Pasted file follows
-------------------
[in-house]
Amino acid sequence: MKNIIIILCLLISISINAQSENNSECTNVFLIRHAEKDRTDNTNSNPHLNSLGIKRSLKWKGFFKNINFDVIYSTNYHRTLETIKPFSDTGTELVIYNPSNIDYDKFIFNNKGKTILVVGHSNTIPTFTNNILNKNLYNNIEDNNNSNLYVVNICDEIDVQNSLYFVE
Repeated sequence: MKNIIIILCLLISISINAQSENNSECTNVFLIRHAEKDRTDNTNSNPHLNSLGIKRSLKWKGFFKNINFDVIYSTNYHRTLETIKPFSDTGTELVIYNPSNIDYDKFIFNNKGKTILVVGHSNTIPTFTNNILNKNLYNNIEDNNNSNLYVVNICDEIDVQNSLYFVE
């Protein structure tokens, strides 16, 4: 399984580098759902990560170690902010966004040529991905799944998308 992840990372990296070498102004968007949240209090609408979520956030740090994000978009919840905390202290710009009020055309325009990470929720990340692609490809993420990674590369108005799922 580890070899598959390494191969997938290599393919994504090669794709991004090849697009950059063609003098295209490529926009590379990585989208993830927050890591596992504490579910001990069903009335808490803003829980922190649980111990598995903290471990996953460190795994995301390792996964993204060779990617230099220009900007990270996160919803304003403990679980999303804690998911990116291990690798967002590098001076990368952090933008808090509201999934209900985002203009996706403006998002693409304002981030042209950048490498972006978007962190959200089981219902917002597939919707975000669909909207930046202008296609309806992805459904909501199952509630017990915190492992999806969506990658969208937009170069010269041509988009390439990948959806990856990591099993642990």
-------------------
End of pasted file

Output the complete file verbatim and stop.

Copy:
[in-house]
Amino acid sequence: MKNIIIILCLLISISINAQSENNSECTNVFLIRHAEKDRTDNTNSNPHLNSLGIKRSLKWKGFFKNINFDVIYSTNYHRTLETIKPFSDTGTELVIYNPSNIDYDKFIFNNKGKTILVVGHSNTIPTFTNNILNKNLYNNIEDNNNSNLYVVNICDEIDVQNSLYFVE
Repeated sequence: MKNIIIILCLLISISINAQSENNSECTNVFLIRHAEKDRTDNTNSNPHLNSLGIKRSLKWKGFFKNINFDVIYSTNYHRTLETIKPFSDTGTELVIYNPSNIDYDKFIFNNKGKTILVVGHSNTIPTFTNNILNKNLYNNIEDNNNSNLYVVNICDEIDVQNSLYFVE
């Protein structure tokens, strides 16, 4: 399984580098759902990560170690902010966004040529991905799944998308 992840990372990296070498102004968007949240209090609408979520956030740090994000978009919840905390202290710009009020055309325009990470929720990340692609490809993420990674590369108005799922 580890070899598959390494191969997938290599393919994504090669794709991004090849697009950059063609003098295209490529926009590379990585989208993830927050890591596992504490579910001990069903009335808490803003829980922190649980111990598995903290471990996953460190795994995301390792996964993204060779990617230099220009900007990270996160919803304003403990679980999303804690998911990116291990690798967002590098001076990368952090933008808090509201999934209900985002203009996706403006998002693409304002981030042209950048490498972006978007962190959200089981219902917002597939919707975000669909909207930046202008296609309806992805459904909501199952509630017990915190492992999806969506990658969208937009170069010269041509988009390439990948959806990856990591099993642990």